Zerogouki wrote:Communism: "Let's get rid of government and private property and the economy, and we'll all share things, and people will work instead of screwing around all day because they will feel like working just out of the kindness of their hearts."
Today the spoliation rate from the riches is very low, likely less than 5% (*), so communism by itself only has a small margin to increase purchasing power. On the other hand it is extremely likely that it would lead to a significant decrease of productivity, therefore leading to a decrease of purchasing power. Even worse if you were sharing things evenly between the rich and poor countries.
Capitalism and science coupled together created an incredible explosion of growth for the past two centuries and I doubt anything can beat this. At best I think that efficiency may in the decades to come become irrelevant as we will become more efficient than reasonably needed.
The promise of communism should not be an increased purchasing power, this would be an illusion, it is about power and equality.
(*) Before someone jump at my throat with a ten times higher figure, ask what this wealth really is. Forget money, it obscures things, and focus on the Marxist reading grid: value is labor. So how do riches use the labor they acquire? There are only two avenues in the end: production means (enterprises) and private luxuries (villas, cars, etc). And the former is ten times more important. In the end riches only seize relatively small amounts of labor for their personal goods and services. The individual figures remain extravagant and infuriating when compared to the average citizen, but collectively insignificant when compared to mankind.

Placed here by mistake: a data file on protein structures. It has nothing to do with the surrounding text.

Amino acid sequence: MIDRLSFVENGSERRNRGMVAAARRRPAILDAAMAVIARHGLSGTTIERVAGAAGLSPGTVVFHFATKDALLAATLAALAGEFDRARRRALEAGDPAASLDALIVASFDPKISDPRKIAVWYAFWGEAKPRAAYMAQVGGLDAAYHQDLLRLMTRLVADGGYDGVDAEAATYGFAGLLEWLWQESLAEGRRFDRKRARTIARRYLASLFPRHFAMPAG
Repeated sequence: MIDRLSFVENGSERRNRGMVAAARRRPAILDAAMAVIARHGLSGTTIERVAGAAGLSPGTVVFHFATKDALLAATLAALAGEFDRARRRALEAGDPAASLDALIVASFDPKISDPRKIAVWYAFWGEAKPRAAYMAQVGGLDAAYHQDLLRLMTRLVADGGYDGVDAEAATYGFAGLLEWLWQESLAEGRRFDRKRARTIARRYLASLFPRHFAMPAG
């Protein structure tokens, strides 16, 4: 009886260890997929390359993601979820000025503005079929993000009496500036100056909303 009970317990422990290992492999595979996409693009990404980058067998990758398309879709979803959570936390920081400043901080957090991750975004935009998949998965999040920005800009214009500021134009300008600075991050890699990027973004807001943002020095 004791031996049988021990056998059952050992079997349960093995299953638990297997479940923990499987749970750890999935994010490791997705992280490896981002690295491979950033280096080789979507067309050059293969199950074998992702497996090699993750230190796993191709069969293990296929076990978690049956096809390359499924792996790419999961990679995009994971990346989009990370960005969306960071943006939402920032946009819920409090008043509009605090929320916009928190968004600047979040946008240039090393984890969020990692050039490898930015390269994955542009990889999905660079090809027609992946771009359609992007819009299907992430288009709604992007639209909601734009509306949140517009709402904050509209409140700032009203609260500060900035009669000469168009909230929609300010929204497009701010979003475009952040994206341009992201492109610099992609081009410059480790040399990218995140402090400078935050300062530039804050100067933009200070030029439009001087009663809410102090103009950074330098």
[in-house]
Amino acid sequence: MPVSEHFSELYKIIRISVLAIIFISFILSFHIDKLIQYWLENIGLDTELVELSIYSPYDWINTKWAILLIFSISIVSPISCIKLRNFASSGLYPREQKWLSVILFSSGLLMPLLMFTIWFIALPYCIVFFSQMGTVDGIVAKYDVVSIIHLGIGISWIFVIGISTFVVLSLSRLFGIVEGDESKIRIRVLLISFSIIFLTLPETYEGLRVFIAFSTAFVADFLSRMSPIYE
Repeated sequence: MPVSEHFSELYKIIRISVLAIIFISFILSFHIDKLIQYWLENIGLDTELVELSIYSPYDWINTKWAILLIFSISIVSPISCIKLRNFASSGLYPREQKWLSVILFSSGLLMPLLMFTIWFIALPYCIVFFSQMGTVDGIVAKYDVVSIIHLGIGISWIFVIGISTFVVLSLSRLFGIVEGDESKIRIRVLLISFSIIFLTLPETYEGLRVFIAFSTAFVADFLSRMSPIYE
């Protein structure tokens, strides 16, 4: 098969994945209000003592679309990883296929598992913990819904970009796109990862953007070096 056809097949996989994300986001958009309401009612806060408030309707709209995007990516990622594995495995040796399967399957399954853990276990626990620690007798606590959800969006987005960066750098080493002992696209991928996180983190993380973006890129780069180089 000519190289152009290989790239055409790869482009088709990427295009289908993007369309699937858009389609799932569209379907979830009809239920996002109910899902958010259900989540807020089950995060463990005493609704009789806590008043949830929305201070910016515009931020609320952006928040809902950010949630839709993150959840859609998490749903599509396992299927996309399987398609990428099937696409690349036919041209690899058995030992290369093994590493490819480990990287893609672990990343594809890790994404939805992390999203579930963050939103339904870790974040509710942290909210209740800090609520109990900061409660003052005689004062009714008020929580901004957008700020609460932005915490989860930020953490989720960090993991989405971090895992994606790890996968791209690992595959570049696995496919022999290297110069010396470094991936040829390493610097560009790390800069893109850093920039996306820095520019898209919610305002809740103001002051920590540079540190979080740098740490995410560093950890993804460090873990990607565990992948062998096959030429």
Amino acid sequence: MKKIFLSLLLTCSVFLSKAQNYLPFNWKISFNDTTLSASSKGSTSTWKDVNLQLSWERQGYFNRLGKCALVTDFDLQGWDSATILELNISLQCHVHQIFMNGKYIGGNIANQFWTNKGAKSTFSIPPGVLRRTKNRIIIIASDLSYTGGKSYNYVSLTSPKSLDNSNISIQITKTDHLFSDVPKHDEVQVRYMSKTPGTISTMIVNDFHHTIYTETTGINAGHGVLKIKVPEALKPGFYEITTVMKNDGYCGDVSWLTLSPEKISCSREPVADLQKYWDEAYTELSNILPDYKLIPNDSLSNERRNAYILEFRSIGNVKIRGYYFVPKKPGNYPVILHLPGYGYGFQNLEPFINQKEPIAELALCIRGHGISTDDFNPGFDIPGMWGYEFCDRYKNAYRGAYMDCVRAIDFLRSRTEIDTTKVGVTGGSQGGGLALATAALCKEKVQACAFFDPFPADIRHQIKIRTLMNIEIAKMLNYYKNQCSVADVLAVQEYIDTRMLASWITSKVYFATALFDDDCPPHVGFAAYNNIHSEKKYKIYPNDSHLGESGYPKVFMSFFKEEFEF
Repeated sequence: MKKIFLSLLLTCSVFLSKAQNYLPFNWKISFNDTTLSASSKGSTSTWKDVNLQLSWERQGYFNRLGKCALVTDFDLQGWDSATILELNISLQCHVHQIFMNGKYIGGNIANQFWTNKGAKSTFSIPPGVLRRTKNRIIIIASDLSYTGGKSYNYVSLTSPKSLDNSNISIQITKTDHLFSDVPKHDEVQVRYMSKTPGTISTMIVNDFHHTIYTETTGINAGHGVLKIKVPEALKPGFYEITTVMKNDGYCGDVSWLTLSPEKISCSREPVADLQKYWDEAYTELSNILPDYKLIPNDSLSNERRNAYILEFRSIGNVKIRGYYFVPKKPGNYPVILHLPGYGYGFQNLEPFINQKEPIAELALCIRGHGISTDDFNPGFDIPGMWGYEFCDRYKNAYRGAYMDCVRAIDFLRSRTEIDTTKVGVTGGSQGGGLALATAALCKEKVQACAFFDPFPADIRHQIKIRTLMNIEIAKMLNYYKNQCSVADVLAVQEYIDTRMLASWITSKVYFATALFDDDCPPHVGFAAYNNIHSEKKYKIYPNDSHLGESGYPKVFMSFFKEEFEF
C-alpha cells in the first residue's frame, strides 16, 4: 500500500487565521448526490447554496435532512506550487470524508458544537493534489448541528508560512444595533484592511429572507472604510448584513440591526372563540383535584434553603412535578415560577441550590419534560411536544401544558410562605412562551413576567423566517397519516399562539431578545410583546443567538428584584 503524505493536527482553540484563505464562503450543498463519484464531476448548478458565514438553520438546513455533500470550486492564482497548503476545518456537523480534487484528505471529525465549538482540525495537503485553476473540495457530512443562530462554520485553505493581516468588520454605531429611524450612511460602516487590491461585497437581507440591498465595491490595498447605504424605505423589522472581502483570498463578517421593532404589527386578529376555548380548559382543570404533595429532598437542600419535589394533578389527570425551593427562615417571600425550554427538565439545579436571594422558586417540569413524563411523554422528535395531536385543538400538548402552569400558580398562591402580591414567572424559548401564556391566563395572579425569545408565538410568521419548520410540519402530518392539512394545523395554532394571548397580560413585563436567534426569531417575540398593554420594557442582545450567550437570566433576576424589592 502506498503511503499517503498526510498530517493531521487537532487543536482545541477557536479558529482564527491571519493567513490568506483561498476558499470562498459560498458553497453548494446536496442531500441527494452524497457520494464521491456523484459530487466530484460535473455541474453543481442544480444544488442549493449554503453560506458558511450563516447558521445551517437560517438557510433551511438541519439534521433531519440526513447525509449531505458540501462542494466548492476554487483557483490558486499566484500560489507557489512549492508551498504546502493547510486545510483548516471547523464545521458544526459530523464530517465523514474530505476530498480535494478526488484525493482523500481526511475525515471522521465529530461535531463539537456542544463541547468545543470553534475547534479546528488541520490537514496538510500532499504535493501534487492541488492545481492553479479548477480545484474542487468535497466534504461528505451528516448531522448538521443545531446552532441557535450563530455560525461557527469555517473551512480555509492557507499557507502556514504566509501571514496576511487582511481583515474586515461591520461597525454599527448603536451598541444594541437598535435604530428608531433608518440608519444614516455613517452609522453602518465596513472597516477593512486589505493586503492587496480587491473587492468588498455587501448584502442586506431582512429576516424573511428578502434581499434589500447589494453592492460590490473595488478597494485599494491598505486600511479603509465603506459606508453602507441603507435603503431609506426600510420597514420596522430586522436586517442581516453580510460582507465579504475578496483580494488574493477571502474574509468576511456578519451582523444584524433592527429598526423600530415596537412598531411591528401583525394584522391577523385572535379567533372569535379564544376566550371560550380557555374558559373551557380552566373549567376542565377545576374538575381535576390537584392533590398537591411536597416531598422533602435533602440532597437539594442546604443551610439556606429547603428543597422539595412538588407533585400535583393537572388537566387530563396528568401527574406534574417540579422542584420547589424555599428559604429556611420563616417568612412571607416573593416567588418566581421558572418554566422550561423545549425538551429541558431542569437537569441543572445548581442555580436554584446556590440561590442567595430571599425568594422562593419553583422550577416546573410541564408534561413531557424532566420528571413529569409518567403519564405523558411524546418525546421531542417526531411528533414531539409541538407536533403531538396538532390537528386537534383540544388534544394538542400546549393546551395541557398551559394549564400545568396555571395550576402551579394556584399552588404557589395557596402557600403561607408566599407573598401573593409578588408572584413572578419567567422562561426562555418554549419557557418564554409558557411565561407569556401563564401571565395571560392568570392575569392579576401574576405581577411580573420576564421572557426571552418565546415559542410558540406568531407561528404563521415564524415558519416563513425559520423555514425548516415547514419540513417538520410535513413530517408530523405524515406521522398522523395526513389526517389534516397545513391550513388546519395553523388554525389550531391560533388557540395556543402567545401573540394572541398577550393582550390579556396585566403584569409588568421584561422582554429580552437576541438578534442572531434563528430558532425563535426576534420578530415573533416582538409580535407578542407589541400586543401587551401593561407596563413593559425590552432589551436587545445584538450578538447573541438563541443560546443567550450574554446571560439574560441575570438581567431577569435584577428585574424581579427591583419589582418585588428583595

Technocracy: "Let's get rid of government and private property and the economy, and we'll all share things, and people will work instead of screwing around all day because they will feel like working, just out of the kindness of their hearts. But it'll be like Star Trek, where it's all like high-tech and shit, and everything that we need will be provided by machines that operate on magic and the power of positive thinking."
No, that is a promise from technology, not from technocracy.
Technocrats may believe that experts holding vast amounts of power may create a more efficient economic organization. I think the idea is ridiculous but even if you think they are right, surely you do not believe it would be largely more efficient than capitalism. Even if they were collecting so much data that the governments' computers would know you better than you do.
Seriously, that's the impression that I'm getting after reading some of this stuff. Can someone explain what I'm missing?
Now you are indeed right that there are similarities between most visions of technocracy and communism, especially the belief in a centralized and wise government.
However technocrats tend to deny the inevitable politicization of political matter while class conflicts are the cornerstone of any Marxist revolution. And technocrats tend to promote efficiency (but are actually fascinated by their hope of aseptization and systematization of human societies) while marxists tend to promote equality (but are actually fascinated by their hope of power).
MB. wrote:I read the technocracy study course.
There is not a single or official vision of technocracy, but many of them.
A technocracy is only defined as a regime that puts technology and knowledge at the heart of its governmental processes. From such a loose definition many implementations are possible.